So far my discussion is a little off track. Coming back to the original question if forced ranking has little merit in terms of management, why has many other companies choose to adopt one form of ranking or another? I believe in most cases it is a simple case of "monkey see monkey do". When successful companies such as GE practice ranking of employee, it leads other companies to believe it is a great way to manage performance. Welch himself believes that principle to its root. But if we look at Welch or GE as an organisation, forced ranking or pay for performance isn't the only performance management used in GE (Mei also clear on this point). Other methods suchs as Section C (take place in Crontonville- GE's management training centre), Mentor/Coaching, and boudaryless communication (Work-Out) are the real examples of leadership and getting people onboard on the real business issues. Just to highlight how Welch values the development of people, while under enormous internal pressure, he spent US$45 millions on improving Crontonville at the same time laying off tens of thouthand workers to cut cost. I am not saying laying off people is good but he knows who are the people he wants to develop in the company and provide them with all the resources.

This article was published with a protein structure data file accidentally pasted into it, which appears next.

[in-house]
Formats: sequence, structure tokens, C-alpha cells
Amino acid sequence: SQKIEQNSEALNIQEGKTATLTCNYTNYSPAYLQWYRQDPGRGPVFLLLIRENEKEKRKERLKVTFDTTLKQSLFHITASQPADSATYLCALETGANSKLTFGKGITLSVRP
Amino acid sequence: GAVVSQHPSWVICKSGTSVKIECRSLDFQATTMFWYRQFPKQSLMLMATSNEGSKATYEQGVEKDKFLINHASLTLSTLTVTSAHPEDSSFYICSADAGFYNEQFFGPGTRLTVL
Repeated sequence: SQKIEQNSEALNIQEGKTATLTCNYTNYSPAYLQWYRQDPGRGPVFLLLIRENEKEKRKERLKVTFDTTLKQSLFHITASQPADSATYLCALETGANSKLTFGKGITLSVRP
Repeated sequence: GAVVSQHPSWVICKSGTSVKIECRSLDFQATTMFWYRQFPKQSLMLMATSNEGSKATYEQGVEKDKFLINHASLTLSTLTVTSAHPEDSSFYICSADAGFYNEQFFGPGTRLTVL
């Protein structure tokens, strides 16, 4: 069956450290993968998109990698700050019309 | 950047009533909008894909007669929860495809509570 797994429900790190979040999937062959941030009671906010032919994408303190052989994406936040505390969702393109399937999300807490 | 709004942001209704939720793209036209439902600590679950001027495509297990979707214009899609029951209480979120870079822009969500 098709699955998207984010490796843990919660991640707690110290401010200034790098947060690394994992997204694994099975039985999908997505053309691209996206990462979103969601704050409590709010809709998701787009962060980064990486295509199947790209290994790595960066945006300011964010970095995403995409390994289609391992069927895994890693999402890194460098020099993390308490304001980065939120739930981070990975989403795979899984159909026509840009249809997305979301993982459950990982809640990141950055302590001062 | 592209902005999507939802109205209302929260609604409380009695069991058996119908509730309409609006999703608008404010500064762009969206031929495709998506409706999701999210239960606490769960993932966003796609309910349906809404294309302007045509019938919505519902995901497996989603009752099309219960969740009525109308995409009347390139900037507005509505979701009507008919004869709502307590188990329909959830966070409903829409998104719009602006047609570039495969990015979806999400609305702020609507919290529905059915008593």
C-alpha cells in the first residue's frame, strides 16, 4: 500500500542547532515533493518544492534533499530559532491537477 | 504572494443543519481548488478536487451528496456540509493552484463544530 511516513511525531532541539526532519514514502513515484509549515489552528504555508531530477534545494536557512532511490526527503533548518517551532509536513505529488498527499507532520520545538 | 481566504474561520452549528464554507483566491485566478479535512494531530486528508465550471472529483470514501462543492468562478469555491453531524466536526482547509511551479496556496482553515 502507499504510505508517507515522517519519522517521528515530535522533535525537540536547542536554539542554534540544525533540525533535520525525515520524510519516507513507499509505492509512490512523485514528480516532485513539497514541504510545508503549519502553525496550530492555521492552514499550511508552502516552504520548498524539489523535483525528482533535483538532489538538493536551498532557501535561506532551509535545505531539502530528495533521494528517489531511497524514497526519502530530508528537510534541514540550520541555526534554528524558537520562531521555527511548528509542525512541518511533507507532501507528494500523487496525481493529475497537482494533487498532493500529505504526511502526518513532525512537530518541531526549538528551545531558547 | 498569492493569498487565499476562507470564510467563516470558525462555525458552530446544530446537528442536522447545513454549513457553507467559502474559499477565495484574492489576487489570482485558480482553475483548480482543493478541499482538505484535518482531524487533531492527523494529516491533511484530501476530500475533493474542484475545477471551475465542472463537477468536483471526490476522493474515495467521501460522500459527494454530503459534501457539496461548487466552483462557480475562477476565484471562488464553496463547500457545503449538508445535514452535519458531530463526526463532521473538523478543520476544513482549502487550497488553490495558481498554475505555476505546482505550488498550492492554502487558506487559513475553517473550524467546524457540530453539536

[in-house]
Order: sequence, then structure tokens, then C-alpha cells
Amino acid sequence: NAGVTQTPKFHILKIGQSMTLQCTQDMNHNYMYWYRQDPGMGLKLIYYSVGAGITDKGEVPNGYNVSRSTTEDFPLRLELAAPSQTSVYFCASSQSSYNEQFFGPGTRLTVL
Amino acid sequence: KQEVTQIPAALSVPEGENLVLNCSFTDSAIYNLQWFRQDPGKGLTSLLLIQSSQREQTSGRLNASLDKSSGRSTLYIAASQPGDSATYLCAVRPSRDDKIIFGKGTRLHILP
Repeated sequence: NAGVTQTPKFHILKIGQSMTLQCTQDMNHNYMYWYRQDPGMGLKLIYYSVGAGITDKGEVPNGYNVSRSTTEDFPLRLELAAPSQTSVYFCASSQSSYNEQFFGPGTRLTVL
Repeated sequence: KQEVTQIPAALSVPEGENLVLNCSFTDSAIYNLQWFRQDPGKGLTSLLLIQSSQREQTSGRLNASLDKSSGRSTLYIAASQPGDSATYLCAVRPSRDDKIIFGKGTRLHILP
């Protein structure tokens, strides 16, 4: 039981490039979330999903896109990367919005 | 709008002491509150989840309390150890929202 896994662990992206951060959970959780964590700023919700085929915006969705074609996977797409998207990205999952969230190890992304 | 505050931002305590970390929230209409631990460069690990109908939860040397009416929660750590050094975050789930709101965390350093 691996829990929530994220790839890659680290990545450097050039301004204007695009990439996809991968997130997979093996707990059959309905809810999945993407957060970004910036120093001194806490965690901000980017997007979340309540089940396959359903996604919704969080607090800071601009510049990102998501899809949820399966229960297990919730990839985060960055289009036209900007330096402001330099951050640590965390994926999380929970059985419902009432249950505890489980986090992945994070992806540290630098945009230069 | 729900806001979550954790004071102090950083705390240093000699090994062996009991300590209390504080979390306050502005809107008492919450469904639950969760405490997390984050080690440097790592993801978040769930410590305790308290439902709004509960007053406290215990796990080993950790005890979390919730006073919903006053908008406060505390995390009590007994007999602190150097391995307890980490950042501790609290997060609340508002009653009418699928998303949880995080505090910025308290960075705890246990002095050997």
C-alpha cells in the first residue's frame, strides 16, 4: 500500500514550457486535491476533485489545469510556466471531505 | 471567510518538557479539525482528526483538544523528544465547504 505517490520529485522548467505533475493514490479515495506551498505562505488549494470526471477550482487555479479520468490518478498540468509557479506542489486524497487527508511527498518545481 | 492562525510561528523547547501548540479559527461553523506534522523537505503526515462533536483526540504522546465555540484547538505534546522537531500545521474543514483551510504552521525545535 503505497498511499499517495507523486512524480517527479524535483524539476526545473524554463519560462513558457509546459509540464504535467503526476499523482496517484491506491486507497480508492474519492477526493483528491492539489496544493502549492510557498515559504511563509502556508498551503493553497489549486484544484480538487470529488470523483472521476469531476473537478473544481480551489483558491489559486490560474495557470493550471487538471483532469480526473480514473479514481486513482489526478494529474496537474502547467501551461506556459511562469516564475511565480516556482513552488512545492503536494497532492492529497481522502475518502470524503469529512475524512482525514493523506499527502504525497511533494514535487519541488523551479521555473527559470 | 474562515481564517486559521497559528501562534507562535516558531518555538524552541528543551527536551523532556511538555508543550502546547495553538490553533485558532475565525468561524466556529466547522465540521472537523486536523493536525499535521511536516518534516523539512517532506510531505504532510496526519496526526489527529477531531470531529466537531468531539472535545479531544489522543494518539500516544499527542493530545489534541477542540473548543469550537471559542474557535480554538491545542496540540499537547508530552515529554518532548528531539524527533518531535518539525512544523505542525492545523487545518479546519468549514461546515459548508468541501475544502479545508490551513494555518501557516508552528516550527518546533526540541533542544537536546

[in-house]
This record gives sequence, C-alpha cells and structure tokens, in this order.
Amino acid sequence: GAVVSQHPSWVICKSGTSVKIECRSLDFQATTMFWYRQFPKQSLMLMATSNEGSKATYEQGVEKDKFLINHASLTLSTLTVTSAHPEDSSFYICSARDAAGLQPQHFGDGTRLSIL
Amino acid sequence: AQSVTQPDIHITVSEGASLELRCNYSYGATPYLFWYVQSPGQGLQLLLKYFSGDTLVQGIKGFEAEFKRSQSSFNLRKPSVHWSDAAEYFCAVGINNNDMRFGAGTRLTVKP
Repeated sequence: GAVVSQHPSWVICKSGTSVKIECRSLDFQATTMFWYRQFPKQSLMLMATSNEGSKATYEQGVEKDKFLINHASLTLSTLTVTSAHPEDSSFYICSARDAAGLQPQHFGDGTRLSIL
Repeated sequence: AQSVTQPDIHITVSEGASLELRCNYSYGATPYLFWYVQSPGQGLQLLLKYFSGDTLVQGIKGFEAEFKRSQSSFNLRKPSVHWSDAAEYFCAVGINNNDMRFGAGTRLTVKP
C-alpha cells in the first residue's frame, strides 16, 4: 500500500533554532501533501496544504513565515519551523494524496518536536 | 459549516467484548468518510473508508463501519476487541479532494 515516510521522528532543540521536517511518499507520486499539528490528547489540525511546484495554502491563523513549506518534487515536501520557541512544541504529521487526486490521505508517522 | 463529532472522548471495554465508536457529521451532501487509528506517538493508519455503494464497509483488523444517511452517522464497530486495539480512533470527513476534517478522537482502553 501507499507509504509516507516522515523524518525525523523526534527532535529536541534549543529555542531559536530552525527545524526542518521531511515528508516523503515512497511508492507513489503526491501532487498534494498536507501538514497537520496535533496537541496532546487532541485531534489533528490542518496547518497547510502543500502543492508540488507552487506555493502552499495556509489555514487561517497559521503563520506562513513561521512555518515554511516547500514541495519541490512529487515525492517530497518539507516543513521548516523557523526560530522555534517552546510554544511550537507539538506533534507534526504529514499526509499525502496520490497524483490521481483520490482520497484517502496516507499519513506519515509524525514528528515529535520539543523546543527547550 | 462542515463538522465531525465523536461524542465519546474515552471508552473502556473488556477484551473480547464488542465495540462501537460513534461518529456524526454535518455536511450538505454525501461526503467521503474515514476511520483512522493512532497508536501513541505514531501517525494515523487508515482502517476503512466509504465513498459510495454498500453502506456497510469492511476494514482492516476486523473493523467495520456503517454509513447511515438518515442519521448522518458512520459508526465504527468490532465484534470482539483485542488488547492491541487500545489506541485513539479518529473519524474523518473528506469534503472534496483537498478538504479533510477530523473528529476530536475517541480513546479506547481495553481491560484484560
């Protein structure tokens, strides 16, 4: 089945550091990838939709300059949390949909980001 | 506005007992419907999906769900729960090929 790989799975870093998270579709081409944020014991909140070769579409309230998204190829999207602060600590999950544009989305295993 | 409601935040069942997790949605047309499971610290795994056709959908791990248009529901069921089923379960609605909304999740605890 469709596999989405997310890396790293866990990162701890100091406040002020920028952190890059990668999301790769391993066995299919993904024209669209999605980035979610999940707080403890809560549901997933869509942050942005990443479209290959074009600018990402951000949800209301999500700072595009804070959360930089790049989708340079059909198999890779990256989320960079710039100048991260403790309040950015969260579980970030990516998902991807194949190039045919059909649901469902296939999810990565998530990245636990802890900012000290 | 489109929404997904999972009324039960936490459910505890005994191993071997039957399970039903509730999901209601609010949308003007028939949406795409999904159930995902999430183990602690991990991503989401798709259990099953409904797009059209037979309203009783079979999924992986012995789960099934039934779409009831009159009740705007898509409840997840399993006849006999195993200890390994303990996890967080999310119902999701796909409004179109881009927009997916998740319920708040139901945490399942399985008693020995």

So coming back to the original question, if forced ranking wouldnt work in theory, why has GE and other company continue to use it? Any attempt to relate the vitality curve with GE success perhaps has little meaning. To bring GE practise into your own company, without devoting the same amount of management resource into training, reviewing, and building a boudaryless culture is perhaps like walking in the dark without a flashlight- you don't really know where you're going. Use it , you can if what you want is to get smart people on board without spending time to develop the unpolished gems. One word of caution though, if you don't follow that up with some real, solid, and proven management leadership, and rely solely on reward and punishment to drive performance, then you run the real risk of harbouring self interested individuls while losing the value driven employees who form the cornerstones of a truly great company.